Friday, February 1, 2013

The Courage of Loyalty

Mark 14:8 (KJV)  She hath done what she could: she is come aforehand to anoint my body to the burying.

"Courage is fear that has said its prayers." ~ Dorothy Bernard

In Pastor Leitner’s guest post, he talked about loyalty as a choice.  But it’s more than that.  Loyalty takes us to our limits and beyond.  And loyalty can be a moment of courage….

Mark 14 is only one of four passages that speaks of a supper where a woman comes in and anoints Jesus.  Different sources are at variance as to whether the four passages are all speaking of the same meal or if there is more than one instance of the same situation.  Simon is referred to as a leper in several, as a Pharisee in another.  You can judge for yourself which viewpoint is correct.  That’s for another discussion.  We want to focus on the woman with the alabaster box or vase.

When I was reading Allan Leitner’s post, the beginning of Mark 14:8 kept coming to mind.  Maybe it came to mind because of Ruth.  Ruth had no reason to leave the land she grew up in.  Yet her loyalty had her committing to Naomi and a journey to Israel.  And that same loyalty caused her to commit to Naomi’s God.  What did Ruth bring to the commitment?  Basically, herself.  And her loyalty.  “She hath done what she could”. 

Ruth’s loyalty was also a display of courage.  It was clear she knew little beyond the borders of her own country by experience.  There was probably some excitement about experiencing new things.  But there also had to be some fear of the unknown.  Yet she committed to a person (Naomi), a country (Israel) and the journey to it, and to God.  I can picture Ruth speaking words of faith, some of them in prayer to her new God.  And, by doing that, driving out fear and ushering in courage.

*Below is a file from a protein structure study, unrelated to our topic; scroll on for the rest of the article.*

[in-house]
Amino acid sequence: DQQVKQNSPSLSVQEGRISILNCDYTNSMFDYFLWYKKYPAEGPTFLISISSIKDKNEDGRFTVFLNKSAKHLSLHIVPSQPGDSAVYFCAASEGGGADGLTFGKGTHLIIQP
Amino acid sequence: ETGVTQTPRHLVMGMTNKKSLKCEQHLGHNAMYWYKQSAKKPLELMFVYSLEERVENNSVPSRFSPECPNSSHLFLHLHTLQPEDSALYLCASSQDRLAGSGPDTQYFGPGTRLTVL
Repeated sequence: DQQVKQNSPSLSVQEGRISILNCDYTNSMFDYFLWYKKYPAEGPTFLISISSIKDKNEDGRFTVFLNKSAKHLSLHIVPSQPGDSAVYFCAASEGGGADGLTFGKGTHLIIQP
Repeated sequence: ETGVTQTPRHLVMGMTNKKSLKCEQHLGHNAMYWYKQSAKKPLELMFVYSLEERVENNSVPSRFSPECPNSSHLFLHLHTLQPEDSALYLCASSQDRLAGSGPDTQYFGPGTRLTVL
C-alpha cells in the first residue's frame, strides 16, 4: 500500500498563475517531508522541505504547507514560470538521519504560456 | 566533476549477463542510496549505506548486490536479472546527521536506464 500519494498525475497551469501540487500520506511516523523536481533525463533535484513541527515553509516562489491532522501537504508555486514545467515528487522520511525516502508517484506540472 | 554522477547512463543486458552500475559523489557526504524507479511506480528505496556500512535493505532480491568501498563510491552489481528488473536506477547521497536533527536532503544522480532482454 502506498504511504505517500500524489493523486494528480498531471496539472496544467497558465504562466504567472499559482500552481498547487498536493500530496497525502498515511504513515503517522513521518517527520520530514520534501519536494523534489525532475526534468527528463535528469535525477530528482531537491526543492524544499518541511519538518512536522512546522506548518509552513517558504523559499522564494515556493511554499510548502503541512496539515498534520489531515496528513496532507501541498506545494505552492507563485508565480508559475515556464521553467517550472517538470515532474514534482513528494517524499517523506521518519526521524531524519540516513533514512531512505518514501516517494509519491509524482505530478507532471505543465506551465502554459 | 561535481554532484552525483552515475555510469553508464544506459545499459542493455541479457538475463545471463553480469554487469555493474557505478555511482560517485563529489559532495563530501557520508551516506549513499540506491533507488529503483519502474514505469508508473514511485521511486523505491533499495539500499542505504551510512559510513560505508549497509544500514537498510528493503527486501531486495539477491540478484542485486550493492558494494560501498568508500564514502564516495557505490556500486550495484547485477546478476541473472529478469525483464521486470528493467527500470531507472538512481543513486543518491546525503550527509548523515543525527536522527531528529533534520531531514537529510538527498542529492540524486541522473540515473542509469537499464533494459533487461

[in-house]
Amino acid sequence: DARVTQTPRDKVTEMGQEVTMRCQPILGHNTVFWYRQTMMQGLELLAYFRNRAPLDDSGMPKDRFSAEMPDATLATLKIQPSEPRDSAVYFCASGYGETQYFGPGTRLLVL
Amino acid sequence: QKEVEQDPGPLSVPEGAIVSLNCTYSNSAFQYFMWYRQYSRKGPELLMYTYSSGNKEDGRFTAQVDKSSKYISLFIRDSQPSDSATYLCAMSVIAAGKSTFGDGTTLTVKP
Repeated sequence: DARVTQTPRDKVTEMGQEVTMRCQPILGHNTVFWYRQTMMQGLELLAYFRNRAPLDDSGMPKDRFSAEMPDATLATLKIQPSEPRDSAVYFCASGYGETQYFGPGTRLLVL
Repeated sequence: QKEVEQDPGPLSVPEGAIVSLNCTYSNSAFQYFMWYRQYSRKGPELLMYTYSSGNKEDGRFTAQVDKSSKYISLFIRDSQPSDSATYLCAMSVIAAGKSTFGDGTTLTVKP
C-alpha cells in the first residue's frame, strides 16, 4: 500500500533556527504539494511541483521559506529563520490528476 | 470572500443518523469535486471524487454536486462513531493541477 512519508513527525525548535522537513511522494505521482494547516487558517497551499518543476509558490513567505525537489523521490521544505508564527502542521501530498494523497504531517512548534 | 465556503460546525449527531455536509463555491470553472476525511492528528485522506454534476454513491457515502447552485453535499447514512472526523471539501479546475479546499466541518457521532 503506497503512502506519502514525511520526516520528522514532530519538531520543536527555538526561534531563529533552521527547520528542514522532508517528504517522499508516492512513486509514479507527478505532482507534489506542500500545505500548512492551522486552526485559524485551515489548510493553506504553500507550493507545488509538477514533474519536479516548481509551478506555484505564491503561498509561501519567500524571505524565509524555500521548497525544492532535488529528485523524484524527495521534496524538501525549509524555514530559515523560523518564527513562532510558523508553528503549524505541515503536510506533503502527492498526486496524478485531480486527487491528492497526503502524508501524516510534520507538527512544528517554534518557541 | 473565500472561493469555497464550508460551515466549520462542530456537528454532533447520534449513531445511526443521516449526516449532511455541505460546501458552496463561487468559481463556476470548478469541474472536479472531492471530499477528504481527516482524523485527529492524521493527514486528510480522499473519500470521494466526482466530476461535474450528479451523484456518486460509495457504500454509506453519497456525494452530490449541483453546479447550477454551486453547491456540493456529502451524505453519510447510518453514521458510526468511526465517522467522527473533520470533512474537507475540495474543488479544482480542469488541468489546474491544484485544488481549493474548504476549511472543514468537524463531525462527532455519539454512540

Then there’s the woman with the alabaster box.  A real alabaster container with the best ointment was very expensive.  Sources indicate that any container of ointment eventually came to be referred to as the alabaster box.  And it was likely that the woman in Mark 14 had a less expensive container with a lesser quality scented oil.  At her economic level, that was still expensive for her.  Indeed, “she hath done what she could”.

If all four passages referred to the same meal and anointing, this woman, as a known sinner, had great courage in entering a Pharisee’s home uninvited.  In such settings as this meal, women were not allowed within six feet of the men, except to serve them.  Yet she positioned herself right by Jesus’ feet.  She was loyal enough to the Lord to take those chances.

In the various passages, the woman was said to wash Jesus’ feet with her tears, then dry them with her hair, then His head and feet were anointed .  All things that should not have been allowed for a woman of her station.  The fact that she did, again, showed courage.  A courage that may have driven out fear with silent prayers.  And a courage that came from loyalty and unity, reminding us of Psalm 133.

Psalm 133:1-3 (KJV)  Behold, how good and how pleasant it is for brethren to dwell together in unity!  It is like the precious ointment upon the head, that ran down upon the beard, even Aaron's beard: that went down to the skirts of his garments; As the dew of Hermon, and as the dew that descended upon the mountains of Zion: for there the LORD commanded the blessing, even life for evermore.

There’s one more thing we need to see.  Ruth’s loyalty to Naomi was based in her love for Naomi.  The woman with the alabaster box was that loyal to Jesus because she had gained a spiritual, supernatural love for Him.  Which brings us to some interesting conclusions.
  1. Loyalty doesn’t require super human efforts, it just calls for us to do what we can.
  2. Loyalty displays courage.  It takes us beyond our normal circumstances.
  3. Loyalty is based in agape love because that is what engenders the unity of Psalm 133.  The human, phileo love doesn’t have the capacity to take us beyond ourselves.
What gets you to do what you can?  And what takes you beyond yourself and your circumstances?

2 comments:

  1. Christ's unconditional love for me always motivates my circumstances, my mood, and my actions. Thank God He loved me FIRST... and that in itself took courage! ;0)

    I enjoyed this post, Bill. Thanks for sharing your thoughts. =0)

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  2. Glad it blessed you. There's more to come.

    ReplyDelete